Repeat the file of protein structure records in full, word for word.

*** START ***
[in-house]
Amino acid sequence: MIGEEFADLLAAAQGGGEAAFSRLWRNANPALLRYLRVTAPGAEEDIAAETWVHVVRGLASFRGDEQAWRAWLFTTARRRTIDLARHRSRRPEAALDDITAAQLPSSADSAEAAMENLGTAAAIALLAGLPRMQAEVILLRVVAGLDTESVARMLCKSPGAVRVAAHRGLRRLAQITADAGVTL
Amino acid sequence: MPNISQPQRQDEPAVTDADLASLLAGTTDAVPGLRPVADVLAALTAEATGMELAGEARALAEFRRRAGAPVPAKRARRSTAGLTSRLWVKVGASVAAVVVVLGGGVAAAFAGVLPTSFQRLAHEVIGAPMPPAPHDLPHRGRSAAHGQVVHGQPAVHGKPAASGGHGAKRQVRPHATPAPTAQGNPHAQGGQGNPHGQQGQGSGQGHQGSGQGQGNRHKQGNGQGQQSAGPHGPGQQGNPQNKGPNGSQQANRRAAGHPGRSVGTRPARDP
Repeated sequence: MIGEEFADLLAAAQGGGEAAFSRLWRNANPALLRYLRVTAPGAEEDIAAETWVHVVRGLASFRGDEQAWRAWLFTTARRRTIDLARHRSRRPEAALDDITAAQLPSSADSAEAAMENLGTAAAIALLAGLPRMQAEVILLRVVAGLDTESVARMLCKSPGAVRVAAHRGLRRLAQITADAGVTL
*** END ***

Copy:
[in-house]
Amino acid sequence: MIGEEFADLLAAAQGGGEAAFSRLWRNANPALLRYLRVTAPGAEEDIAAETWVHVVRGLASFRGDEQAWRAWLFTTARRRTIDLARHRSRRPEAALDDITAAQLPSSADSAEAAMENLGTAAAIALLAGLPRMQAEVILLRVVAGLDTESVARMLCKSPGAVRVAAHRGLRRLAQITADAGVTL
Amino acid sequence: MPNISQPQRQDEPAVTDADLASLLAGTTDAVPGLRPVADVLAALTAEATGMELAGEARALAEFRRRAGAPVPAKRARRSTAGLTSRLWVKVGASVAAVVVVLGGGVAAAFAGVLPTSFQRLAHEVIGAPMPPAPHDLPHRGRSAAHGQVVHGQPAVHGKPAASGGHGAKRQVRPHATPAPTAQGNPHAQGGQGNPHGQQGQGSGQGHQGSGQGQGNRHKQGNGQGQQSAGPHGPGQQGNPQNKGPNGSQQANRRAAGHPGRSVGTRPARDP
Repeated sequence: MIGEEFADLLAAAQGGGEAAFSRLWRNANPALLRYLRVTAPGAEEDIAAETWVHVVRGLASFRGDEQAWRAWLFTTARRRTIDLARHRSRRPEAALDDITAAQLPSSADSAEAAMENLGTAAAIALLAGLPRMQAEVILLRVVAGLDTESVARMLCKSPGAVRVAAHRGLRRLAQITADAGVTL